Six years' intensive study saw her earning a masters in music performance (with distinction) from the Royal Conservatoire of Scotland in 2011, since when - between Admiral Fallow's increasingly globetrotting schedule - she has been performing with chamber ensembles Flutes en Route and the Northern Lights wind quintet, and working for the Live Music Now scheme.
Her three past appearances as a finalist in the UK-wide BBC Young Folk Award, however, point to the fact that, in many ways, it is the traditional music she grew up with that remains closest to Hayes's heart, a first love foregrounded in her New Voices composition, Woven.
Born in the Wirral but brought up in Northumberland, Hayes often went with her music-loving parents to folk concerts at the Alnwick Playhouse, where acts including the Battlefield Band and Kate Rusby made a big impression. She attending several of the renowned Folkworks summer schools in Durham and before starting her degree, she had begun performing around local clubs and festivals.
Once in Glasgow, the demands of her course ("I was completely green, and really had no idea what I was taking on, studying classical flute," she says), latterly compounded by Admiral Fallow's snowballing success, put the trad side on the back burner.
But last May, Hayes released her first solo recording, Mainspring, a folk-based EP of songs and instrumentals. She describes Woven, written for a six-piece ensemble, as being "basically folk music", but with her diverse experience - musical and otherwise - brought to bear.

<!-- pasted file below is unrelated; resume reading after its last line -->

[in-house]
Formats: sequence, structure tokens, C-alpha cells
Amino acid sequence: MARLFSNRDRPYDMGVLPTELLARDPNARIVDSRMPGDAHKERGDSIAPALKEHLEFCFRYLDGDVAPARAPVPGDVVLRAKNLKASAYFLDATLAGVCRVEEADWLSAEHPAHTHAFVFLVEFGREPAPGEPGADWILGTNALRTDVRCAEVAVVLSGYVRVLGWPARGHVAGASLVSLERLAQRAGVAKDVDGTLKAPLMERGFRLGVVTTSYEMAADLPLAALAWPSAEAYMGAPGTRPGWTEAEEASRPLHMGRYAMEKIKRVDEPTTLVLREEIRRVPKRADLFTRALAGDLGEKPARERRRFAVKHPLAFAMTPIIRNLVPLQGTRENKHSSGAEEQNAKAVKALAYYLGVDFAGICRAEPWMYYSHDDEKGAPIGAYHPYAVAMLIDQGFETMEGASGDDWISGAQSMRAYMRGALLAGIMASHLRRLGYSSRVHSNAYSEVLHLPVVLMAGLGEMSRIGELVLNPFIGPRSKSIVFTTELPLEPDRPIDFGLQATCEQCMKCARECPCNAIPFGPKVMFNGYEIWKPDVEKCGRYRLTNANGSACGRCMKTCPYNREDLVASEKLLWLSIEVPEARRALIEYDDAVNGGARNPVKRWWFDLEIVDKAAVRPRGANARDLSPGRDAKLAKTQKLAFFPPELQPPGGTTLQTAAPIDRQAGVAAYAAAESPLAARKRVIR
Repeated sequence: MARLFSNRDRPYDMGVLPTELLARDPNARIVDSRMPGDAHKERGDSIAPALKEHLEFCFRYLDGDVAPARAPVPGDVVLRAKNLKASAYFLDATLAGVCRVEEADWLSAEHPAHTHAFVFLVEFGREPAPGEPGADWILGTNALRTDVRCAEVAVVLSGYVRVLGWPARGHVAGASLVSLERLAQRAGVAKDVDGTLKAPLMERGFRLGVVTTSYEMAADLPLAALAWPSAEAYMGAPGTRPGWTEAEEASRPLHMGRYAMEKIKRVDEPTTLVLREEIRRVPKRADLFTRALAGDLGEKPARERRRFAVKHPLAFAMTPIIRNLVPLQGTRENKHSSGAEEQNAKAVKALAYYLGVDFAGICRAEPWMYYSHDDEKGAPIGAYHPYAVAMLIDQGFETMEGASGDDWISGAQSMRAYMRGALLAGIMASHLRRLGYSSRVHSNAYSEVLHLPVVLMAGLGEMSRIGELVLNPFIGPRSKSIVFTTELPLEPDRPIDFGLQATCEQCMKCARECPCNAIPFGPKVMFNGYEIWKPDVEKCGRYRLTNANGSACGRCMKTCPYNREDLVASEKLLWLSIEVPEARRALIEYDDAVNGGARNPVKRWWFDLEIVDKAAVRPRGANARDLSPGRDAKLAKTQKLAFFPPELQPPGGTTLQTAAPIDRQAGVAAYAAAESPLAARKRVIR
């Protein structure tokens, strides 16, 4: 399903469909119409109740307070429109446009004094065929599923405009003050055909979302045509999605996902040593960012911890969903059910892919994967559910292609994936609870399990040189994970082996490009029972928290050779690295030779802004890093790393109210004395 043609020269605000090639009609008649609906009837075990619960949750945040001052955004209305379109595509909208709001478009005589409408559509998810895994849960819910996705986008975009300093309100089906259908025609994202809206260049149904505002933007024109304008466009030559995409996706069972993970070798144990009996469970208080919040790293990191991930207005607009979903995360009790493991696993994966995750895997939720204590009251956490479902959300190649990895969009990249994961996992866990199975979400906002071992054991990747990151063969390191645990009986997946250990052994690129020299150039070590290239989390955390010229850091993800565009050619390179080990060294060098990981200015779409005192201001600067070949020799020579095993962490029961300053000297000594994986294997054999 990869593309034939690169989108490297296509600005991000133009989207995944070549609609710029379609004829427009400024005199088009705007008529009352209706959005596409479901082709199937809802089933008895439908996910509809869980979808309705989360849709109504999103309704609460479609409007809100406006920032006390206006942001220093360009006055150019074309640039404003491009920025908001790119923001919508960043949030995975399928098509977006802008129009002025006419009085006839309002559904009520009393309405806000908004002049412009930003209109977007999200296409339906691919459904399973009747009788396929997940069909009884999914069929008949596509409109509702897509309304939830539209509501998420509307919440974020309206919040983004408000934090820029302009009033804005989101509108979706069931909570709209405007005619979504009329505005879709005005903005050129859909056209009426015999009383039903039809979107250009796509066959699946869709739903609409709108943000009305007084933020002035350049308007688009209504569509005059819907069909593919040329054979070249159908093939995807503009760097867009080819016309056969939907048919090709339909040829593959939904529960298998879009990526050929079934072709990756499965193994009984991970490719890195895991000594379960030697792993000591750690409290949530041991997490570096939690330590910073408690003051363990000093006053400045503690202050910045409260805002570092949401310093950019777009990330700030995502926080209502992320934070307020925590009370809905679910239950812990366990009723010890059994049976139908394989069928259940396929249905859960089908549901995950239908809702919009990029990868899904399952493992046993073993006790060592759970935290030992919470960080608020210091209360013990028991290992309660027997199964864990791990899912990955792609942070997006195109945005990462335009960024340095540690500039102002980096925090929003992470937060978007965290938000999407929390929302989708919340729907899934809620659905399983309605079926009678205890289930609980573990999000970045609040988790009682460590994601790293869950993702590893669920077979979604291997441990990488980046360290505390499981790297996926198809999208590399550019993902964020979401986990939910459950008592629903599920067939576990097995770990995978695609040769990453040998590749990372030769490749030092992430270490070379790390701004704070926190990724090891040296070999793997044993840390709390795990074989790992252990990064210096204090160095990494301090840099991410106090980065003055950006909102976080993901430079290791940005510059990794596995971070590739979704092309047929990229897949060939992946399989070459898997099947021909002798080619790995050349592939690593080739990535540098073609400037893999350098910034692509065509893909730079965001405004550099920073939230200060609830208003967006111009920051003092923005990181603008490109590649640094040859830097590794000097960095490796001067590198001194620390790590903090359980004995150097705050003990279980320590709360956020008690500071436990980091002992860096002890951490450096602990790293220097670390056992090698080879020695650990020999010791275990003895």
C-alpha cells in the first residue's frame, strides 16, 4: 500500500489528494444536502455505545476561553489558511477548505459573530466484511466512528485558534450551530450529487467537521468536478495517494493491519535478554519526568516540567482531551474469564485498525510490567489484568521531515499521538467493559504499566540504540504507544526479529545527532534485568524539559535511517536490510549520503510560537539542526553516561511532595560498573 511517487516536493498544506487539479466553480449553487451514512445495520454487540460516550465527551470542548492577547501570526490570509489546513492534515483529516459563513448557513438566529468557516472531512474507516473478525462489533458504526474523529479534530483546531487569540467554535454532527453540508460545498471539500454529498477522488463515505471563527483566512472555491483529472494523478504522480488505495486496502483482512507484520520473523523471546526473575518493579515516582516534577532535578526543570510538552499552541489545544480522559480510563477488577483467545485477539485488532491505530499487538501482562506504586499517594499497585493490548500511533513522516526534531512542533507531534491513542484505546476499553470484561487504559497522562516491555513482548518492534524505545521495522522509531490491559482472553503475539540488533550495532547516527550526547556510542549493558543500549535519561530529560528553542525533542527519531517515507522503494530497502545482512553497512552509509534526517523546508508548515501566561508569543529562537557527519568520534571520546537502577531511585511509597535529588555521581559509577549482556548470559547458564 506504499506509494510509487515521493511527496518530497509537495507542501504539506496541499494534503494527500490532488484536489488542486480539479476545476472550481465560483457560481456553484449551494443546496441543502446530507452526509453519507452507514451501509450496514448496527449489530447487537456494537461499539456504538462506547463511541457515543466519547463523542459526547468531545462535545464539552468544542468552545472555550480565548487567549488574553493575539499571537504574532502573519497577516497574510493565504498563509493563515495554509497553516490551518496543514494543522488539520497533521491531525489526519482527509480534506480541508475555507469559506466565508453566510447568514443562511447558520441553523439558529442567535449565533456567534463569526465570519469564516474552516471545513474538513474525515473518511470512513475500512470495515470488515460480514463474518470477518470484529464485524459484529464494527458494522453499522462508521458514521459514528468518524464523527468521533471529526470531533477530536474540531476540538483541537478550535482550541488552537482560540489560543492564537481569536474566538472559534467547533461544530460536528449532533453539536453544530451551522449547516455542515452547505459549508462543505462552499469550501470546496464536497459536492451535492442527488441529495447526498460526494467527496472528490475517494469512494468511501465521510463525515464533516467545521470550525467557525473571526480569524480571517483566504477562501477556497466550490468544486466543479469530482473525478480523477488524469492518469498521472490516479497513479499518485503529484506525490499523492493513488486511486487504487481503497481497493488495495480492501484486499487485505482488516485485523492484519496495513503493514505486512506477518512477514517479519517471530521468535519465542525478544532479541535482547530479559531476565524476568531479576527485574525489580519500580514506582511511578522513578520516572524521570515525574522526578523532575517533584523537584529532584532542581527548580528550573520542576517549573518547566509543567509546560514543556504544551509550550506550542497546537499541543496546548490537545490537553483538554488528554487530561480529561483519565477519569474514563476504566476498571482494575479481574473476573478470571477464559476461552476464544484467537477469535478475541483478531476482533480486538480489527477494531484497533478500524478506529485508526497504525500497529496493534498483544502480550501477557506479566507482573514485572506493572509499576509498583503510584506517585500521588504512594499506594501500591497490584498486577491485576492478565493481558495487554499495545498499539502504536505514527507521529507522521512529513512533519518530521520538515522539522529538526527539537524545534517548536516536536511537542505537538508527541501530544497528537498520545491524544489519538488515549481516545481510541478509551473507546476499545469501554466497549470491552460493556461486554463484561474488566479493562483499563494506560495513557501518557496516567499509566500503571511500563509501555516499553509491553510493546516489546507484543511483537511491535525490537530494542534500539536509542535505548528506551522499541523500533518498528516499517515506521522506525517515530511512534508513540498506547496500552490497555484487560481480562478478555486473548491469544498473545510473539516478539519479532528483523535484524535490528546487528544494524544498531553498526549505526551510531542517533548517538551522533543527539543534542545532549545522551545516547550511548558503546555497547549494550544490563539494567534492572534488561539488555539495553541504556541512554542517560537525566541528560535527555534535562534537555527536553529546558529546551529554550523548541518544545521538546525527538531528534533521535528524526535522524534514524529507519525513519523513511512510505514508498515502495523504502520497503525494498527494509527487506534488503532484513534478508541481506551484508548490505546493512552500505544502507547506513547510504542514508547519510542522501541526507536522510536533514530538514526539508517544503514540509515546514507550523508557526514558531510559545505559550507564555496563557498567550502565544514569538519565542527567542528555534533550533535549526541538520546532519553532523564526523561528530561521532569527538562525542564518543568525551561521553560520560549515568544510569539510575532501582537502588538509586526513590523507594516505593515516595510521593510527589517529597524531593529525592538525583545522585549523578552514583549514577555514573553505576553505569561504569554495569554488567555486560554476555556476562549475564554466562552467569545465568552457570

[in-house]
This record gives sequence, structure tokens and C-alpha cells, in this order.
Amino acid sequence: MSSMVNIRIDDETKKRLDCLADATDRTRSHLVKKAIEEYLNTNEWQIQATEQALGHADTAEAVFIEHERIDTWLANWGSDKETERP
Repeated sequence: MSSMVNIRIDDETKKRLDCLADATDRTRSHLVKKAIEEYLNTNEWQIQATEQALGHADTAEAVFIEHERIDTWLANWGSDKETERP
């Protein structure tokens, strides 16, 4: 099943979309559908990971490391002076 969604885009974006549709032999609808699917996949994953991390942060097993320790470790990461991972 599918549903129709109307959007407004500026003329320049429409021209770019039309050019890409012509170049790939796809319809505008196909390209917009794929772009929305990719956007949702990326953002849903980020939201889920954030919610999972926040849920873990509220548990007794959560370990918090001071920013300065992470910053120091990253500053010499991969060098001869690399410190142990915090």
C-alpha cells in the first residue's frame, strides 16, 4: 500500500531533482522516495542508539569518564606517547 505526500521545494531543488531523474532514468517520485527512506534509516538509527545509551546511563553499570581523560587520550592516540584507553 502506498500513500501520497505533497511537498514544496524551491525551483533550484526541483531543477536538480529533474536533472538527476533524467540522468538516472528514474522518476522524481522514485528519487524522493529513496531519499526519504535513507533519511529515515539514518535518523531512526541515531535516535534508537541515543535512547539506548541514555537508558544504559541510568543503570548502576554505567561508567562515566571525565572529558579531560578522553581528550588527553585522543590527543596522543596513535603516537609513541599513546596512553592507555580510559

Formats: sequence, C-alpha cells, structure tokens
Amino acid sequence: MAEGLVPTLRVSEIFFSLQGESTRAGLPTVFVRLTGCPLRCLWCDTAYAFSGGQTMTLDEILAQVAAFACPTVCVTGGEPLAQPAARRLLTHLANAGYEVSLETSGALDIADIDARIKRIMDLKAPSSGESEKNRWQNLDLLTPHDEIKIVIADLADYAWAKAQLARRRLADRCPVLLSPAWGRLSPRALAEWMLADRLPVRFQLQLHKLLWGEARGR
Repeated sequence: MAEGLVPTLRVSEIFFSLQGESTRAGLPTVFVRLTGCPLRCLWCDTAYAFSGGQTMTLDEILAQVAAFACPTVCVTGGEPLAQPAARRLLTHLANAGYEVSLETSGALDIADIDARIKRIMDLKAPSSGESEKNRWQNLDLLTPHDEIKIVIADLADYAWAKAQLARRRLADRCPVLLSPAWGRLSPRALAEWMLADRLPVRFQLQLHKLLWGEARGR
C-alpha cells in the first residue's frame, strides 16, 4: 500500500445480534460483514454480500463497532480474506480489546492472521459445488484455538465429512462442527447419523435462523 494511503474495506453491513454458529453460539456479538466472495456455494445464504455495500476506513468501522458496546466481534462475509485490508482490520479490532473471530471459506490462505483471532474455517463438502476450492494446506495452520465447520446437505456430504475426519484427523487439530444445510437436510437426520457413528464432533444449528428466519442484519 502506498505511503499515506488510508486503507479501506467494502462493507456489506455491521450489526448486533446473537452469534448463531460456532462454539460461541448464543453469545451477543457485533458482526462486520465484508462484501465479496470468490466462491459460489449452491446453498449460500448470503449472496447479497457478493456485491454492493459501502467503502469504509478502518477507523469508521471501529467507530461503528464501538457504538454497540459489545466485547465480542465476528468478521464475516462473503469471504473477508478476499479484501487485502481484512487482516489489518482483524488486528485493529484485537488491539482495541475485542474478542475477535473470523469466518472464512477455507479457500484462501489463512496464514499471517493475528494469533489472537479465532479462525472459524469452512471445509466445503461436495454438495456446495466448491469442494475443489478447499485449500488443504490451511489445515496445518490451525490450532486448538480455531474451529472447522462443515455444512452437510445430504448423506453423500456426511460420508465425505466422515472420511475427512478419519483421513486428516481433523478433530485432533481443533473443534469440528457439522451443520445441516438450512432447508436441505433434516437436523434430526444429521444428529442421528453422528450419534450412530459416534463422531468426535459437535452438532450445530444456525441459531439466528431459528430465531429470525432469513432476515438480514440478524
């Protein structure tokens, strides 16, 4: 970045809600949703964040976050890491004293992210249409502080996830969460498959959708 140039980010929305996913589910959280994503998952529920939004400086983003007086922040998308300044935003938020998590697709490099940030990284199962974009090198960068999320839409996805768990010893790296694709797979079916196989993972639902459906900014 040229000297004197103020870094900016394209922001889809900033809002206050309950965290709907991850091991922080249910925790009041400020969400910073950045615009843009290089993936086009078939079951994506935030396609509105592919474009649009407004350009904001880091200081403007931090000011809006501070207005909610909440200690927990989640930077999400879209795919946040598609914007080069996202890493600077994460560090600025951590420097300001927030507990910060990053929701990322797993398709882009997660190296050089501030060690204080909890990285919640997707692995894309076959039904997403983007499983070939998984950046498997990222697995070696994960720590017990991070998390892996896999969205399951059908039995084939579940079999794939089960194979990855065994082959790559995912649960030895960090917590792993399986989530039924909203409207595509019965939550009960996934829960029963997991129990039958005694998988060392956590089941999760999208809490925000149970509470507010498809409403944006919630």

"The title refers to how all your different life experiences weave into who you are - like all the individual threads, the warp and the weft, in a piece of cloth," Hayes explains. "The starting point was actually thinking about ageing and dementia - the way this whole accumulated identity or self can eventually disintegrate.
"I've focused in on some of our most universal experiences, which connects very naturally into folk songs, so the vocal elements combine traditional lyrics with brand new settings, on themes including love, loss, work, hard times, friendship and contentment."
Through-composed as a cohesive entity, Woven incorporates two main instrumental strands, involving recurrent themes and newly-written tunes in traditional forms. Alongside Hayes are Fiona MacAskill (fiddle/backing vocals), Mairearad Green (accordion/backing vocals), Ali Hutton (guitar), James Lindsay (double bass) and Admiral Fallow bandmate Phil Hague (percussion).
Hayes originally envisaged the piece - her first extended composition - as a musical embodiment of its title, interweaving all the genres across which her talents extend, and while its folk components might sound more prominent, she has fulfilled her intention. "Recording with the band has really taught me to think about different forms of writing - where you need a bridge, or another verse; pacing and shaping - that whole bigger picture when you're putting material together," she says. "And some of the harmonies in Woven reflect a classical influence, but what's been really useful from that side is being able to notate it all. So these two aspects have maybe come through more in the method, but it does feel like all of me's in there."
Mitchell Theatre, January 19, 1pm